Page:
SIGAR finds only 15% of Qaysar-Laman road complete after 12 years

The Special Inspector General for Afghanistan Reconstruction (SIGAR) said in a new report released on Thursday that after more than 12 years and over $249 million spent, only 15 percent of the Qasyar to Laman road, between Faryab and Badghis, has been completed. 

The report said that from July 2005 through to September 2017, the Asian Development Bank (ADB) approved four grants totaling $571 million to complete the section of the Ring Road from Qeysar in northern Faryab province to Laman in western Badghis province.

“Most of those funds were for financing contracts between the Afghan Ministry of Public Works (MoPW) and construction, engineering, and security providers to complete the 233-kilometer road segment,” according to the report.

However, the project has been plagued by security challenges, poor contractor performance, and a lack of capacity within the MoPW to manage large construction contracts.

“Those issues led to repeated failed efforts and to the termination of two contracts for the construction of the road. As of September 2017, construction had been stalled for two and a half years,” it said, adding that “by that time, ADB and MoPW had spent $249 million on the project only 15 percent of the construction was actually completed.”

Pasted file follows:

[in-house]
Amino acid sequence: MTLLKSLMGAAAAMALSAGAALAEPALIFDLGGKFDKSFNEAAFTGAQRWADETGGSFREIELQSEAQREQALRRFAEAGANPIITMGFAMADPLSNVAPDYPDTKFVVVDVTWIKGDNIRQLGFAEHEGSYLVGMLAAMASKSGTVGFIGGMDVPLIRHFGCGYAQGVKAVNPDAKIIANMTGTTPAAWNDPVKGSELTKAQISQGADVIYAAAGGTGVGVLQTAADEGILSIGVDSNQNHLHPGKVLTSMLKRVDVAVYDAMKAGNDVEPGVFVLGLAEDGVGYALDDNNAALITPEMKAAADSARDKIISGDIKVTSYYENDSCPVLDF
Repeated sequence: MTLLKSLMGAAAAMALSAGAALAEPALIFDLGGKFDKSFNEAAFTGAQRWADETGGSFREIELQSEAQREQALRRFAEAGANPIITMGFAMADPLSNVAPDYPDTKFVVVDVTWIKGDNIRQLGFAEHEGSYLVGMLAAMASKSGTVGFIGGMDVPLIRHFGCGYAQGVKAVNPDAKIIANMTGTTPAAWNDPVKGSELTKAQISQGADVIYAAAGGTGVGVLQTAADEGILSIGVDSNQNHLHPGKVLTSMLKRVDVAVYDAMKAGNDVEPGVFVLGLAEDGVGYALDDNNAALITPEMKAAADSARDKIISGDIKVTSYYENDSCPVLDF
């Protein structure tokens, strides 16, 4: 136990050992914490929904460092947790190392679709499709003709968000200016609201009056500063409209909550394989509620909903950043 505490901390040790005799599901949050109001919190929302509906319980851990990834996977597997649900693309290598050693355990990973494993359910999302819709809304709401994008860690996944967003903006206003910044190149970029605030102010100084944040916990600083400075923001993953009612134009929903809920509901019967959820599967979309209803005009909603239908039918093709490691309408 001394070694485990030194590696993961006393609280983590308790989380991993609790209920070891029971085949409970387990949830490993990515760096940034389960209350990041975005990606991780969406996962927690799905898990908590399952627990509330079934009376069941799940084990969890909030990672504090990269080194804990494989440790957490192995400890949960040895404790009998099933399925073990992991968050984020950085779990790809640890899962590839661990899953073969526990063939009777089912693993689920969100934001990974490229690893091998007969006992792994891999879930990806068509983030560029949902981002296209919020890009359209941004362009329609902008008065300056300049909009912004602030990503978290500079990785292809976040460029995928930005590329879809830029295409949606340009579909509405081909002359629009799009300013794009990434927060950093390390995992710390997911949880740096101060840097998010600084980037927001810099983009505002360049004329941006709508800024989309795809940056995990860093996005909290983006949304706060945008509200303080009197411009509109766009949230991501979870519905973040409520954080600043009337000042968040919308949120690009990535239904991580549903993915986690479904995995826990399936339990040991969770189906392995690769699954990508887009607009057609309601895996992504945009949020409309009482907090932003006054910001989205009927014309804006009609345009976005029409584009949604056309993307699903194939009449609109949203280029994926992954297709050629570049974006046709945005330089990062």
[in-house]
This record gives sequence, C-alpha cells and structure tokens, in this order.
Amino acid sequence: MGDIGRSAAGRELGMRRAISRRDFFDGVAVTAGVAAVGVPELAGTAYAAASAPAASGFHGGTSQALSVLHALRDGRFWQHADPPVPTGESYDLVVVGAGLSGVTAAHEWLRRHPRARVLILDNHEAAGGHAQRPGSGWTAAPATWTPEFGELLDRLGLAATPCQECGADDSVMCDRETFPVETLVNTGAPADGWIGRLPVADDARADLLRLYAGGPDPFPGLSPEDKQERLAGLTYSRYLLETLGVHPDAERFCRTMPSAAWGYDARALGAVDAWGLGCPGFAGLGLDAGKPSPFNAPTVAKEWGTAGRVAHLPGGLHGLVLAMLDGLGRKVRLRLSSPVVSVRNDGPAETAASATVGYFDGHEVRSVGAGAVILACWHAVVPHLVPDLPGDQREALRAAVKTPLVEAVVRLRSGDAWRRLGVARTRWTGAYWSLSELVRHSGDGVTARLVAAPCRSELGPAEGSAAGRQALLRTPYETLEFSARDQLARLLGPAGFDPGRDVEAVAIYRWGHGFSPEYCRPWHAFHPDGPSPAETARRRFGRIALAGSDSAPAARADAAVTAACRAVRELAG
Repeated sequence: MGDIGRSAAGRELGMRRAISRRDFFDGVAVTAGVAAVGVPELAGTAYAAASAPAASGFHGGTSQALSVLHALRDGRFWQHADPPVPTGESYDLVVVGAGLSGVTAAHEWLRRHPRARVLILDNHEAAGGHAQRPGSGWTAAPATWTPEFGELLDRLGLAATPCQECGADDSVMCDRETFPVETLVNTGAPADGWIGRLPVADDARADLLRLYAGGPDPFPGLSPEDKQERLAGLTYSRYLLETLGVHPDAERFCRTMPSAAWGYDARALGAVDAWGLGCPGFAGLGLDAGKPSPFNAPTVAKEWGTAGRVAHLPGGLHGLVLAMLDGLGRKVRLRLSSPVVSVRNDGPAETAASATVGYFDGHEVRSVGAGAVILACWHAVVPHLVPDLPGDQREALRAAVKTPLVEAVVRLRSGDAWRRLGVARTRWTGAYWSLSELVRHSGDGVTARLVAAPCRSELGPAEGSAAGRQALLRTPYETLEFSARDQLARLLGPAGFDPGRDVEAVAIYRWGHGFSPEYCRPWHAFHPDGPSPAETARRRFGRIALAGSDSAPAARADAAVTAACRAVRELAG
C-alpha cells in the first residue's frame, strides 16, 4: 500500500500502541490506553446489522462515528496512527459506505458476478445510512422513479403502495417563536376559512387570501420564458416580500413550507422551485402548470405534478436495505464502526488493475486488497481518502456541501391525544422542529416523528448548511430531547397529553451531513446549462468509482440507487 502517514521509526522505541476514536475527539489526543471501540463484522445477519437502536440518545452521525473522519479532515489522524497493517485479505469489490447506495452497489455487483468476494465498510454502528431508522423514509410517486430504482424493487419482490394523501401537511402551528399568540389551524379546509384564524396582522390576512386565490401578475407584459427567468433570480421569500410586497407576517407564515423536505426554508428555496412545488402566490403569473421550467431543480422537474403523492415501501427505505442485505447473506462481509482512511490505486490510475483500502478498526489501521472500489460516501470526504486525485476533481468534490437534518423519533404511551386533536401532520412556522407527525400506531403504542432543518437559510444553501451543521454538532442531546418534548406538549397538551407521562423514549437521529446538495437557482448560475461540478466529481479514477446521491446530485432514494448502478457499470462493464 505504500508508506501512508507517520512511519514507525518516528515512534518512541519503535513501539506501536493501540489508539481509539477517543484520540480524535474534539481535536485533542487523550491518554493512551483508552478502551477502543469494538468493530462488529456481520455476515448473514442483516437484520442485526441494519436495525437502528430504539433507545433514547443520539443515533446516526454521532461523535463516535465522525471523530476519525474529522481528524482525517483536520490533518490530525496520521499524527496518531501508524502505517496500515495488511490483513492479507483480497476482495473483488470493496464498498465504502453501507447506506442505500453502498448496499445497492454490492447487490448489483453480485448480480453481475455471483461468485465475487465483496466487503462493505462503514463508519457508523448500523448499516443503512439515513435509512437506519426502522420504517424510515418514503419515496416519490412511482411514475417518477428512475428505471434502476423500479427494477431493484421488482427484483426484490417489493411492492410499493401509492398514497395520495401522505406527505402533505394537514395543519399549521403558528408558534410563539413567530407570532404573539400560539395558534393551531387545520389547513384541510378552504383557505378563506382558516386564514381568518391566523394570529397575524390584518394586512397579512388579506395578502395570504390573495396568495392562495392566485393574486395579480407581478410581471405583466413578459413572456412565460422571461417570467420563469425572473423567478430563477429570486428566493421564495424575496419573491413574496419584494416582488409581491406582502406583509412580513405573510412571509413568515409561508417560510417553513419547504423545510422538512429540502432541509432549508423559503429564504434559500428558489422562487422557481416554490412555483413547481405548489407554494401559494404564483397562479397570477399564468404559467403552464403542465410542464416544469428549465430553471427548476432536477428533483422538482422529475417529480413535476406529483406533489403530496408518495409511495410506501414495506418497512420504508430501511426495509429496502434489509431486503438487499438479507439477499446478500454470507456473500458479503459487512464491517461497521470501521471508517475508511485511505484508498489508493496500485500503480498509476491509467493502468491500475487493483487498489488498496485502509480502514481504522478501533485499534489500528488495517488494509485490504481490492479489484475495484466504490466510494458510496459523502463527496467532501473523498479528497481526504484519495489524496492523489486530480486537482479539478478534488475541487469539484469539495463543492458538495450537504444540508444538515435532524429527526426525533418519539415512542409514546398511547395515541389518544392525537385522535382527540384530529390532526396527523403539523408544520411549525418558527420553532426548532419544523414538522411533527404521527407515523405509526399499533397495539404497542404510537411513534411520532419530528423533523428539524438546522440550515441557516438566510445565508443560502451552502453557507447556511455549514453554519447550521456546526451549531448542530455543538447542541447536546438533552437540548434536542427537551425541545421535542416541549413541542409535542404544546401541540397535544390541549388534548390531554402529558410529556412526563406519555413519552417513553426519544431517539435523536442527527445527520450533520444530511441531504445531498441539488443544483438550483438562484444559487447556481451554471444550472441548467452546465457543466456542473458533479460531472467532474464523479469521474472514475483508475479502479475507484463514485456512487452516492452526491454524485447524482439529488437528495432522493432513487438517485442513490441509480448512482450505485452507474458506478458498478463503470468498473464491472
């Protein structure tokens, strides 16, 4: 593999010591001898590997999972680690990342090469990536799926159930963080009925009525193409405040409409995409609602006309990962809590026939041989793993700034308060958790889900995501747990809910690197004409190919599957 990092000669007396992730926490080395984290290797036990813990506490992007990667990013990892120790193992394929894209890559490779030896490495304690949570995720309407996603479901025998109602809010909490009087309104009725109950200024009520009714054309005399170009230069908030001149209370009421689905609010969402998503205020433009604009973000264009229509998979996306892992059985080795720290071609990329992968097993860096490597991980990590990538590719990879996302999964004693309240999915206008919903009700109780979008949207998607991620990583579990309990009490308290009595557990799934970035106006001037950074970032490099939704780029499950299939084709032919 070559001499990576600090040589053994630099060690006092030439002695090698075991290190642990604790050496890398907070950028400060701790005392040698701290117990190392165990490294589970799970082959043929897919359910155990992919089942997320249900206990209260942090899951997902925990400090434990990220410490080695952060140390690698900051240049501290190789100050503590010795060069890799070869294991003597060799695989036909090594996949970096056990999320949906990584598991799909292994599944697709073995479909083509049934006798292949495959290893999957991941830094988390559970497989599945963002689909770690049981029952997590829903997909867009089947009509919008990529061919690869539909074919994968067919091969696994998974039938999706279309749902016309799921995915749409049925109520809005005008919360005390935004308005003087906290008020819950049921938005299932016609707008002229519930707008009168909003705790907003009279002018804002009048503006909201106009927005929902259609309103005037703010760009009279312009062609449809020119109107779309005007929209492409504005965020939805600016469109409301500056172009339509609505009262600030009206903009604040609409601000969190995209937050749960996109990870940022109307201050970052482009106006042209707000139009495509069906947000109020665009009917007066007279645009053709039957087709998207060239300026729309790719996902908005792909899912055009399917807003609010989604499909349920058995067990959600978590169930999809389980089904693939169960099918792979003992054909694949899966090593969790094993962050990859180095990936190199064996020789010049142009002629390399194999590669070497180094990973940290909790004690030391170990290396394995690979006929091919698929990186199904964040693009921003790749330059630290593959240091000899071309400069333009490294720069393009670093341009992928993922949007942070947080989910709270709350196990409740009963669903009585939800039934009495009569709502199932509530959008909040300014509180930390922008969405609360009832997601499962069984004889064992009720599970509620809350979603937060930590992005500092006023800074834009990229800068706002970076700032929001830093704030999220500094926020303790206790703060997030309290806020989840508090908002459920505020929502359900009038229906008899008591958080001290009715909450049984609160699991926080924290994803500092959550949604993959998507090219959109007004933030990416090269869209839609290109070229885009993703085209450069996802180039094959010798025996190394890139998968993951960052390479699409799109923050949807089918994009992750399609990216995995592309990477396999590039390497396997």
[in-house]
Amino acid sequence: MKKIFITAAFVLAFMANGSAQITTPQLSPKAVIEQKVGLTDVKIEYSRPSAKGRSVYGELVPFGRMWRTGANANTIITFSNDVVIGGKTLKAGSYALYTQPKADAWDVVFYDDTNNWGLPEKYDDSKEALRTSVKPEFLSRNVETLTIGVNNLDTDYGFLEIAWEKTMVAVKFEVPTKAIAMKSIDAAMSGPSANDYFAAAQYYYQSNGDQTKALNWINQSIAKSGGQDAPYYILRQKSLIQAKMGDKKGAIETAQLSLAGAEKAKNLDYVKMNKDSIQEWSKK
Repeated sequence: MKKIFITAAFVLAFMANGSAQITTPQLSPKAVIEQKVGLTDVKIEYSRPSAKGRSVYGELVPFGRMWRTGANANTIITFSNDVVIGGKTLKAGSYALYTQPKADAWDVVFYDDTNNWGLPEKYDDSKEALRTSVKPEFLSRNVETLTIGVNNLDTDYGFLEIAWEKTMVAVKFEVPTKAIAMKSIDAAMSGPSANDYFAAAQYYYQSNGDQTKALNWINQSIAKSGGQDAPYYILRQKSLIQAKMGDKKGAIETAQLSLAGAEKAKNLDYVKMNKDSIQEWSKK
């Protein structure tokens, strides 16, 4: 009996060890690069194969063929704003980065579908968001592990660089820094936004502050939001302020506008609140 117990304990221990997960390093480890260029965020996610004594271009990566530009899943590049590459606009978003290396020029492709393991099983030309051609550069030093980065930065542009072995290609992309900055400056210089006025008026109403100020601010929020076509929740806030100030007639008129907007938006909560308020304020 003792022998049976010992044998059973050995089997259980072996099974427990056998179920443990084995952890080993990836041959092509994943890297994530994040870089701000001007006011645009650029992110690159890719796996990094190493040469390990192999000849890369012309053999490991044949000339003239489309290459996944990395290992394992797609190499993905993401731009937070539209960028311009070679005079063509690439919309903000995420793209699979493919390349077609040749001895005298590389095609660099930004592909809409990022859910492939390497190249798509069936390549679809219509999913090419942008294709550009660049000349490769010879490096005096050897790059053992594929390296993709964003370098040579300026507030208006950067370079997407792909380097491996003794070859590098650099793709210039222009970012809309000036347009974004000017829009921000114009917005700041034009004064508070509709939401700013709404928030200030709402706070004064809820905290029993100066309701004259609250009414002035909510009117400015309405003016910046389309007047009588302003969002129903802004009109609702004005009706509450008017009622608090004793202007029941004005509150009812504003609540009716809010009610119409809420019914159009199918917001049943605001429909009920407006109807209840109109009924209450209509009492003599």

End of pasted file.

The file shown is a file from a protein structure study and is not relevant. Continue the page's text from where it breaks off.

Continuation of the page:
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The Taliban militant group controls or contests 45 percent of the districts in Afghanistan

The Taliban militant group controls or contests 45 percent of the districts in Afghanistan, the Long War Journal assessment report has said.  

The LWJ report released no Tuesday, highlights the Taliban’s rural control, “a key source of insurgent strength that the U.S. military underestimates. The coalition and Afghan government cannot roll back Taliban gains or ultimately defeat it while ignoring the Taliban’s rural advantage,” it reads.

According to FDD’s Long War Journal estimation, the Taliban currently controls 41 districts and contests an additional 118. 

“The assessment is developed by regularly evaluating local, open-source reports for each district in Afghanistan. A controlled district is one in which the Taliban is openly administering a district, providing services and security, running the local courts and imposing sharia law,” the report said.

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